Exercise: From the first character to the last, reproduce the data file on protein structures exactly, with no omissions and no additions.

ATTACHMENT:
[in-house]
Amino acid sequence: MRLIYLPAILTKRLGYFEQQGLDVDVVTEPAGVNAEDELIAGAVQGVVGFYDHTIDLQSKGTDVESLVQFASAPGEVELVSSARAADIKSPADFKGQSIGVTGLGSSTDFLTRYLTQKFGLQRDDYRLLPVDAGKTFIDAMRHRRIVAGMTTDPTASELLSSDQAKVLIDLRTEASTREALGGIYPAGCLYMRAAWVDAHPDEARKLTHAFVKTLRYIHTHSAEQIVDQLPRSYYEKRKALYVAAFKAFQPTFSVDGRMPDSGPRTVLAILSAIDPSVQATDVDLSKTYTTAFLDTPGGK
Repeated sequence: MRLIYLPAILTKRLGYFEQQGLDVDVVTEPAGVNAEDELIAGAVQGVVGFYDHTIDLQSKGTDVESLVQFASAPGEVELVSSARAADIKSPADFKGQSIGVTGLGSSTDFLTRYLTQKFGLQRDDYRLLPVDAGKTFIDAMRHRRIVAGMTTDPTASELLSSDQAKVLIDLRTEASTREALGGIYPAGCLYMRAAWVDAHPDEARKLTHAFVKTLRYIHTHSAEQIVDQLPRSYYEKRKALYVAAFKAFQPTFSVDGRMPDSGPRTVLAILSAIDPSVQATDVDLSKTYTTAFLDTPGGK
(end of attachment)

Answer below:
[in-house]
Amino acid sequence: MRLIYLPAILTKRLGYFEQQGLDVDVVTEPAGVNAEDELIAGAVQGVVGFYDHTIDLQSKGTDVESLVQFASAPGEVELVSSARAADIKSPADFKGQSIGVTGLGSSTDFLTRYLTQKFGLQRDDYRLLPVDAGKTFIDAMRHRRIVAGMTTDPTASELLSSDQAKVLIDLRTEASTREALGGIYPAGCLYMRAAWVDAHPDEARKLTHAFVKTLRYIHTHSAEQIVDQLPRSYYEKRKALYVAAFKAFQPTFSVDGRMPDSGPRTVLAILSAIDPSVQATDVDLSKTYTTAFLDTPGGK
Repeated sequence: MRLIYLPAILTKRLGYFEQQGLDVDVVTEPAGVNAEDELIAGAVQGVVGFYDHTIDLQSKGTDVESLVQFASAPGEVELVSSARAADIKSPADFKGQSIGVTGLGSSTDFLTRYLTQKFGLQRDDYRLLPVDAGKTFIDAMRHRRIVAGMTTDPTASELLSSDQAKVLIDLRTEASTREALGGIYPAGCLYMRAAWVDAHPDEARKLTHAFVKTLRYIHTHSAEQIVDQLPRSYYEKRKALYVAAFKAFQPTFSVDGRMPDSGPRTVLAILSAIDPSVQATDVDLSKTYTTAFLDTPGGK